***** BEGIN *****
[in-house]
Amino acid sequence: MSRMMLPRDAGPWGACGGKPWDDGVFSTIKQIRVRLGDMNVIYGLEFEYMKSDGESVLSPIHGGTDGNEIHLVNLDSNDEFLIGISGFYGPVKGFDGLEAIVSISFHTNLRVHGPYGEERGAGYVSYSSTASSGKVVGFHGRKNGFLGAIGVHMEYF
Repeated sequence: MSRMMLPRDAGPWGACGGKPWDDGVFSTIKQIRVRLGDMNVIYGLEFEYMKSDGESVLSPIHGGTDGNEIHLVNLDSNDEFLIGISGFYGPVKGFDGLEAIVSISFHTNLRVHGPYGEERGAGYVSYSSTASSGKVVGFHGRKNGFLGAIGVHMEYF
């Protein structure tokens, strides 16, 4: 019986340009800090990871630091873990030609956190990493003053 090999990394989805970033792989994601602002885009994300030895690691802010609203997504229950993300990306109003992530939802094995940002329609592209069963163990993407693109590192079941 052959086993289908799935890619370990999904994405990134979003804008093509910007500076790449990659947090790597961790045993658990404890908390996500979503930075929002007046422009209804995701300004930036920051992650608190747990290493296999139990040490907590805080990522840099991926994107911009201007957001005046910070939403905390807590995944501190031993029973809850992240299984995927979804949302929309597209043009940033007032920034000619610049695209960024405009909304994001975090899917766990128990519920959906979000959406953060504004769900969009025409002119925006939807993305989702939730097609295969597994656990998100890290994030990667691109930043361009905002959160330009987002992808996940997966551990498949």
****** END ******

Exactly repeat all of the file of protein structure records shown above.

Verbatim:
[in-house]
Amino acid sequence: MSRMMLPRDAGPWGACGGKPWDDGVFSTIKQIRVRLGDMNVIYGLEFEYMKSDGESVLSPIHGGTDGNEIHLVNLDSNDEFLIGISGFYGPVKGFDGLEAIVSISFHTNLRVHGPYGEERGAGYVSYSSTASSGKVVGFHGRKNGFLGAIGVHMEYF
Repeated sequence: MSRMMLPRDAGPWGACGGKPWDDGVFSTIKQIRVRLGDMNVIYGLEFEYMKSDGESVLSPIHGGTDGNEIHLVNLDSNDEFLIGISGFYGPVKGFDGLEAIVSISFHTNLRVHGPYGEERGAGYVSYSSTASSGKVVGFHGRKNGFLGAIGVHMEYF
């Protein structure tokens, strides 16, 4: 019986340009800090990871630091873990030609956190990493003053 090999990394989805970033792989994601602002885009994300030895690691802010609203997504229950993300990306109003992530939802094995940002329609592209069963163990993407693109590192079941 052959086993289908799935890619370990999904994405990134979003804008093509910007500076790449990659947090790597961790045993658990404890908390996500979503930075929002007046422009209804995701300004930036920051992650608190747990290493296999139990040490907590805080990522840099991926994107911009201007957001005046910070939403905390807590995944501190031993029973809850992240299984995927979804949302929309597209043009940033007032920034000619610049695209960024405009909304994001975090899917766990128990519920959906979000959406953060504004769900969009025409002119925006939807993305989702939730097609295969597994656990998100890290994030990667691109930043361009905002959160330009987002992808996940997966551990498949």